Canada 2017

Canada's first licensed female doctor had to swallow many bitter pills

The story of Dr. Jennie Kidd Trout shows why it's seldom pleasant to be a pioneer.

Nevertheless, she persisted.

Dr. Jennie Kidd Trout, a first generation Canadian, became the first woman licensed to practice medicine in Canada. (National Research Council of Canada)

Welcome time travellers! Inspired by the missing journal pages in Murdoch Mysteries: Beyond Time, we're exploring what Canada might have been like without a few extraordinary citizens.


In 1875, Dr. Jennie Kidd Trout placed an unprecedented ad in The Globe.

It listed the hours and address of her medical facility on Toronto's Jarvis Street. It advertised treatment by galvanic baths or electricity. And it casually stated that she was a member of Ontario's College of Physicians and Surgeons.

What the ad neglected to mention was that Dr. Trout was the first Canadian woman licensed to practice medicine in Canada.

Her accomplishment was a critical crack in the dam that kept women from applying their talents to medicine, and Canada has benefited immensely from her and the flood of women who followed her.

A tale of two pioneers

The Kidd family immigrated from Scotland when she was six years old, and she showed early promise in school.

She became a teacher in Stratford, where she married Edward Trout. Nervous disorders kept her in the house for several years, until a friend encouraged her to seek treatment with electrotherapeutics. This seems to be when she developed an interest in medicine.

Jennie Kidd Trout made history when she passed an in-person licensing exam led by all all-male panel. (National Research Council of Canada)

To understand the next chapter of Dr. Trout's story, you'd also have to flip through The Globe ads for another name: "Emily Stowe, MD, female physician."

Anyone familiar with the alternating friendship and rivalry between American founding fathers Alexander Hamilton and Aaron Burr will see parallels in the confrontational Dr. Emily Stowe and the more quietly pragmatic Dr. Trout.

Dr. Stowe was ten years older, and operated a medical practice without a license. Since no medical college in Canada would admit female students, she received her medical degree in the United States. She was a formidable woman, with a Quaker upbringing that shaped her belief that it was sometimes necessary to break men's laws as long as one obeyed God's laws.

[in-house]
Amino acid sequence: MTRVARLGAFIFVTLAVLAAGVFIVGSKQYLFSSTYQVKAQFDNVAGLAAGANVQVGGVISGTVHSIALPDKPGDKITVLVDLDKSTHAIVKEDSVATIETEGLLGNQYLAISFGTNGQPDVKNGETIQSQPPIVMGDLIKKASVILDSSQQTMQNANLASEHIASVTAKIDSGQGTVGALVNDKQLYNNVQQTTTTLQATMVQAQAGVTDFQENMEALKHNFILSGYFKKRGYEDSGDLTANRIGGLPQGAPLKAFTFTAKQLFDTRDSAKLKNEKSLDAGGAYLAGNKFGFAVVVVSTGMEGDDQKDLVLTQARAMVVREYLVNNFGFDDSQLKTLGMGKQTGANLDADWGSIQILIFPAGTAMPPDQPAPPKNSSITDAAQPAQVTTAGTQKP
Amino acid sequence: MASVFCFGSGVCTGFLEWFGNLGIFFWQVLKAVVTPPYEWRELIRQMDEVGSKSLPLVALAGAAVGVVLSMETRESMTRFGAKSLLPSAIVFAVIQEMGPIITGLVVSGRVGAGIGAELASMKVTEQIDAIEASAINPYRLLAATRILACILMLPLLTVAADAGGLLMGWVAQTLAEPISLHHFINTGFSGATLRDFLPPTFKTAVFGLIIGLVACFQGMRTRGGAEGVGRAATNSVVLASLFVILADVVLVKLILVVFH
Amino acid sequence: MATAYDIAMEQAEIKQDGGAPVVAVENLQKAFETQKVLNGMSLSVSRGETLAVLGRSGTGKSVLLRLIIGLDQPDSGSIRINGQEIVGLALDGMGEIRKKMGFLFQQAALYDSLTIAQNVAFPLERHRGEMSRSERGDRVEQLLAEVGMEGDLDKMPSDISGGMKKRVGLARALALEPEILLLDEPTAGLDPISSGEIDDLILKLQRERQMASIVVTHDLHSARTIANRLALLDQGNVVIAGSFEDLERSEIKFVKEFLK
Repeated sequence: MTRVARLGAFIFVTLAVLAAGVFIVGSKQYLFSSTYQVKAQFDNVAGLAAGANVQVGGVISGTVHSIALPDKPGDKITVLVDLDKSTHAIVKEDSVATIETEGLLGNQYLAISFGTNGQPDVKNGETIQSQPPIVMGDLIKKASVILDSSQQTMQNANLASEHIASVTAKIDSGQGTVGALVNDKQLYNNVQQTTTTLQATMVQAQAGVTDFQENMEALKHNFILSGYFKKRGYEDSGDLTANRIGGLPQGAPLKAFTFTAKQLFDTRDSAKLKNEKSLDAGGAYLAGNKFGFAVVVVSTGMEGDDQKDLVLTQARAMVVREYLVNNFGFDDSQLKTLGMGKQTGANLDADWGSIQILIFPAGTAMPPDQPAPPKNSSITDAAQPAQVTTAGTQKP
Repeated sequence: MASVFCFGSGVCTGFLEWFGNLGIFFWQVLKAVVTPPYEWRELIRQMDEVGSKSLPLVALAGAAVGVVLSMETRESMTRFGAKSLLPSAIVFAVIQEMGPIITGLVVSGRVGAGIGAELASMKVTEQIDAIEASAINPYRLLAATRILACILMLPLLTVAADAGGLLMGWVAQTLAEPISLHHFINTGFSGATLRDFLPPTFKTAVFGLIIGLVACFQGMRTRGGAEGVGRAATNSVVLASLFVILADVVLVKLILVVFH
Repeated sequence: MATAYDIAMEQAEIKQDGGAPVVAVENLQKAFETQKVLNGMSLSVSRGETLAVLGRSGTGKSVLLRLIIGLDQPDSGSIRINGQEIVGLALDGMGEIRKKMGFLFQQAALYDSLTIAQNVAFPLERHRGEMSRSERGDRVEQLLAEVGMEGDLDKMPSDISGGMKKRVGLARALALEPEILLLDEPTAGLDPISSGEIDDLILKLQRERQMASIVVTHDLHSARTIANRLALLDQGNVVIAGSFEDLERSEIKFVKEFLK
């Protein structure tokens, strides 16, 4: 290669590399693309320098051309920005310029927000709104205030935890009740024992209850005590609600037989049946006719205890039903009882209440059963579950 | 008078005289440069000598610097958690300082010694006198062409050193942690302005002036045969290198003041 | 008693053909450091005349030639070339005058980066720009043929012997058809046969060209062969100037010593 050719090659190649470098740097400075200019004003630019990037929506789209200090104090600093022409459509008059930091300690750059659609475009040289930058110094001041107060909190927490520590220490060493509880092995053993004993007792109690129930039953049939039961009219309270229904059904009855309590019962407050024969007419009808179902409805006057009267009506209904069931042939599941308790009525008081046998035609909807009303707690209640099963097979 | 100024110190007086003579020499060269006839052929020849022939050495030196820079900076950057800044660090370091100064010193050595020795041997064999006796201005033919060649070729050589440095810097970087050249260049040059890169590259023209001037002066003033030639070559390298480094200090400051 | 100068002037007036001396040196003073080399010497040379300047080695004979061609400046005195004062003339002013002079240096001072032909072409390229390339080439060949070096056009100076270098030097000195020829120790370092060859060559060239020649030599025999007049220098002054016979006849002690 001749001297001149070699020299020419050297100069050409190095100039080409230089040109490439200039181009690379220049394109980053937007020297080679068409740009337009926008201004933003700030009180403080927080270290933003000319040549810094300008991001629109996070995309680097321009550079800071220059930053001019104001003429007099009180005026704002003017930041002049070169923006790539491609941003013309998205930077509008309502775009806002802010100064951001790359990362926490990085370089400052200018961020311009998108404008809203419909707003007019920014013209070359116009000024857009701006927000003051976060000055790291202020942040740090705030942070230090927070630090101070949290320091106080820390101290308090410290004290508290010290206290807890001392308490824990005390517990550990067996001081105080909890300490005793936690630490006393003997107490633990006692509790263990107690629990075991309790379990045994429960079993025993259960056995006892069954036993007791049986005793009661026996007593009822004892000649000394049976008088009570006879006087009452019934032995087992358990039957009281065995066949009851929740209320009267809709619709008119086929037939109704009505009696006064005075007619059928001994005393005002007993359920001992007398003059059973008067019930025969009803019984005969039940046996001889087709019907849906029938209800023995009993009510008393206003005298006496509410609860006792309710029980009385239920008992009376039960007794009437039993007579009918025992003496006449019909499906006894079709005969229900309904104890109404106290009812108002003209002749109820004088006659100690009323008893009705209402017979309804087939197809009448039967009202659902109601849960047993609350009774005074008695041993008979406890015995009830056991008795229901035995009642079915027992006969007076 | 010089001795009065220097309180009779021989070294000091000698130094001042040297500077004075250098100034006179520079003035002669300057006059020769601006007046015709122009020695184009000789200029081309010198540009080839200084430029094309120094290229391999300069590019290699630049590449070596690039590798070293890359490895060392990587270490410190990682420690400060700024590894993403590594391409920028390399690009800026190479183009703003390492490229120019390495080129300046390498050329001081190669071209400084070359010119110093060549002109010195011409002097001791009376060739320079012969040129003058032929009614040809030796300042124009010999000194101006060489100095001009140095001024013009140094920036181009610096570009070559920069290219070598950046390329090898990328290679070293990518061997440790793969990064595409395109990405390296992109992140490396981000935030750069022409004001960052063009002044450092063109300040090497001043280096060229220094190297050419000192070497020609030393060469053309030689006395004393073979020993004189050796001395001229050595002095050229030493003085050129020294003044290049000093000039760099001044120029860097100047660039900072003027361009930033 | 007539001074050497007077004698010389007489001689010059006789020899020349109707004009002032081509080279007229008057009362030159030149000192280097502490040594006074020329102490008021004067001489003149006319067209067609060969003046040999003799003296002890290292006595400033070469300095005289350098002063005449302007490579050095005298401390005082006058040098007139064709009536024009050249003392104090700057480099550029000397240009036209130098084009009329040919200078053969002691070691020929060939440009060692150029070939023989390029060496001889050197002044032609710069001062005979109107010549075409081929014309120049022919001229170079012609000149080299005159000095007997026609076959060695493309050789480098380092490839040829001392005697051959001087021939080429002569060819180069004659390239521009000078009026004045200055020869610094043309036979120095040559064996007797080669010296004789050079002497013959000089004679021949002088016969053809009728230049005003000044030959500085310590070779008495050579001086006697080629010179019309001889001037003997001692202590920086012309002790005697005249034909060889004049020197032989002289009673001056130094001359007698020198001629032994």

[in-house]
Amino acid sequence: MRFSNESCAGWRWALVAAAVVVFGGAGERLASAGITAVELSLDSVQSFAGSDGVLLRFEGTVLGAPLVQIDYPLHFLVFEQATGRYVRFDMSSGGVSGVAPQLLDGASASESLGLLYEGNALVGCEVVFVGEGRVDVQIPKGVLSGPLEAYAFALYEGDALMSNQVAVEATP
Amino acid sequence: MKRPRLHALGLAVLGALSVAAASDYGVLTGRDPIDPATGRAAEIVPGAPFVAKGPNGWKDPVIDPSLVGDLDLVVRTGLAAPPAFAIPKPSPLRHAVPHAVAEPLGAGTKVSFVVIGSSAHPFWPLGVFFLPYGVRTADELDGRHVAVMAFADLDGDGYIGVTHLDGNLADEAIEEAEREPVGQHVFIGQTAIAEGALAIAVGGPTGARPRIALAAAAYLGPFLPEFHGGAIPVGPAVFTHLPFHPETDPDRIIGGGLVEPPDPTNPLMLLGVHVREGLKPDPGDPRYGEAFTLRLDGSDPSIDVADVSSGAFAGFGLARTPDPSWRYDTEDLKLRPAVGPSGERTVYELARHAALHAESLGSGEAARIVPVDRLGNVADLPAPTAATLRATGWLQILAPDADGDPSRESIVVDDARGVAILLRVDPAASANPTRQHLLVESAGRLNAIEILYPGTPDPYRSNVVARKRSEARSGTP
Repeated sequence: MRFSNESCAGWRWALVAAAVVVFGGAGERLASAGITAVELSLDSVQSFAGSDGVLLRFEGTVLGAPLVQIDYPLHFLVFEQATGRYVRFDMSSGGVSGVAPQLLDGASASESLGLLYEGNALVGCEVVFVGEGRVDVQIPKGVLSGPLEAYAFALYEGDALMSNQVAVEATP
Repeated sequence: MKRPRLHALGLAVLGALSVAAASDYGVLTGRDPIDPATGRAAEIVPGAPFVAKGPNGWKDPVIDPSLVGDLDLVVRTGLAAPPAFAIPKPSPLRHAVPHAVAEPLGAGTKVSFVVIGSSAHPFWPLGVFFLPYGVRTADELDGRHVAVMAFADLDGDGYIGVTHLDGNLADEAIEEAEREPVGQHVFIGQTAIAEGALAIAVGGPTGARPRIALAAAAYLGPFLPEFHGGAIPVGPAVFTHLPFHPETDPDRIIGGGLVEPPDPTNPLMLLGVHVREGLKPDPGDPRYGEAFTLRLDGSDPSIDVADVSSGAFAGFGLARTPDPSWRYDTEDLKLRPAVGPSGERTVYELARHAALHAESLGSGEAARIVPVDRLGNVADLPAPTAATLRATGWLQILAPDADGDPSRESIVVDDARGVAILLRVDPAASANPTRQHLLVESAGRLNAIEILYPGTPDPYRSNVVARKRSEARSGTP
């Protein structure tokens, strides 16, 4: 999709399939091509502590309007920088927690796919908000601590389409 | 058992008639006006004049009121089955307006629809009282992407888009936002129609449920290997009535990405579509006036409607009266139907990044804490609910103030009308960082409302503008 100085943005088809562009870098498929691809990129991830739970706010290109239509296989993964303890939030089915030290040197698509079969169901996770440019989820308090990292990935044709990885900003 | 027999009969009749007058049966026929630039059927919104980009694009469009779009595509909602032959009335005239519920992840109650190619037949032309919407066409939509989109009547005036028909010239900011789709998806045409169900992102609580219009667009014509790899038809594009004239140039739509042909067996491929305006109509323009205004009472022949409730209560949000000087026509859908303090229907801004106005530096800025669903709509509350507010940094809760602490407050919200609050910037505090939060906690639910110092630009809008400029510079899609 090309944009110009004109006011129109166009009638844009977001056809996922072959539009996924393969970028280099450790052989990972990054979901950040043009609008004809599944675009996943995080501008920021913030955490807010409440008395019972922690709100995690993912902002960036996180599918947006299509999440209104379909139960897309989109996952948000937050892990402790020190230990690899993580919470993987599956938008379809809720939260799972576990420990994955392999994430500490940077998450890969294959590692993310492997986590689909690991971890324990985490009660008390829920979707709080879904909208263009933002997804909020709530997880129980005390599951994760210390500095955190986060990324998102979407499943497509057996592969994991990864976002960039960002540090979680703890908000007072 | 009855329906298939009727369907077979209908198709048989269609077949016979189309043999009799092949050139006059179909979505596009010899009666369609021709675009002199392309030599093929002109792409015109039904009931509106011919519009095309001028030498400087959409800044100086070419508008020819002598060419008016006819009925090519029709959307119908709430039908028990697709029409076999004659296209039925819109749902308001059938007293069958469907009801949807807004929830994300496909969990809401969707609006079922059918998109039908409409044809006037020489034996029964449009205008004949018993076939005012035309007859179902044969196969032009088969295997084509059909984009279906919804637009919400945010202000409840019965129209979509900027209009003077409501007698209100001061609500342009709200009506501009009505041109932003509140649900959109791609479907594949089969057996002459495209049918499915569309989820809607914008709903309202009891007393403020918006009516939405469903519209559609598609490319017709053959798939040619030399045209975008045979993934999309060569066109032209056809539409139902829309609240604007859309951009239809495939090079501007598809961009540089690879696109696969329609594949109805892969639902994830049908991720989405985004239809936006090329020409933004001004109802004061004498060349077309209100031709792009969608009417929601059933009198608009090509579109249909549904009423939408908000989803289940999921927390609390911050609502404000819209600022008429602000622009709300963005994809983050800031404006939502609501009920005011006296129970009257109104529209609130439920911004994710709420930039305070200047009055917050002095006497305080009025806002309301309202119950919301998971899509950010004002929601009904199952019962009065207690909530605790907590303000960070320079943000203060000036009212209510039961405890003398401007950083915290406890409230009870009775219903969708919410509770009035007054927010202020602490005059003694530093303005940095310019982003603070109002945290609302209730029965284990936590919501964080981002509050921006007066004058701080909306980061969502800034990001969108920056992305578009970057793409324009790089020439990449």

Biographer Carlotta Hacker speculates that Dr. Stowe refused to submit to Ontario's in-person licensing exam because she expected to be rejected by a hostile panel of men.

In 1869, the Trouts moved in with the Stowe family at their Church Street home in Toronto. Together the two women fought for a place in a medical course at the Toronto School of Medicine. One of Trout's protégées, Elizabeth Smith-Shortt, said they endured male classmates scrawling "obnoxious sketches" on walls, and even taunting from professors.

Nevertheless, they persisted.

After that, Dr. Trout headed down to the United States to get her degree. But unlike Dr. Stowe, she submitted to taking the Ontario licensing exam after she graduated. She made history when she passed with distinction, but this seems to have been the end of their friendship.

The women's shared pursuits came to a head again in 1883.

Through a series of dramatic and unexpected events, Dr. Trout helped found a women's medical college at Queen's University, while Dr. Stowe helped found one at University of Toronto. The two programs competed for students for years until they finally merged, then folded into the University of Toronto medical program in 1906.

Slowing the brain drain

These pioneers helped slow the brain drain to the United States. Before they carved out a place for women to study and practice medicine in Canada, brilliant minds were moving to the United States to seek opportunities there.

Dr. Sophia Jones, for example, was also rejected from the University of Toronto's medical program. After that, she went on to study in Michigan and became the first black faculty member at Georgia's Spelman College.

Today, 40 per cent of Canada's physicians are female, according to the Canadian Medical Association. As time goes on, women are making up an even greater piece of the pie. The Association of Faculties of Medicine in Canada notes that in 2016, 57 per cent of the medical degrees awarded in Canada went to women. 

But Canada still has a long way to go in creating spaces for women to reach their full potential in the field. The first female dean of medicine in Canada — Dalhouse University's Noni MacDonald — was only appointed in 1999.

And as Elizabeth Smith-Shortt said in those early days for women in medicine, "It is seldom pleasant to be a pioneer."

But Canadians have both better career prospects and health care today because women like Dr. Trout broke down these gender barriers.

ABOUT THE AUTHOR

Chris Chang-Yen Phillips is the Historian Laureate for the City of Edmonton and News Coordinator at CJSR 88.5 FM. He also produces a monthly history podcast called Let's Find Out where he asks Edmontonians for questions about local history, and then they find out the answers together.

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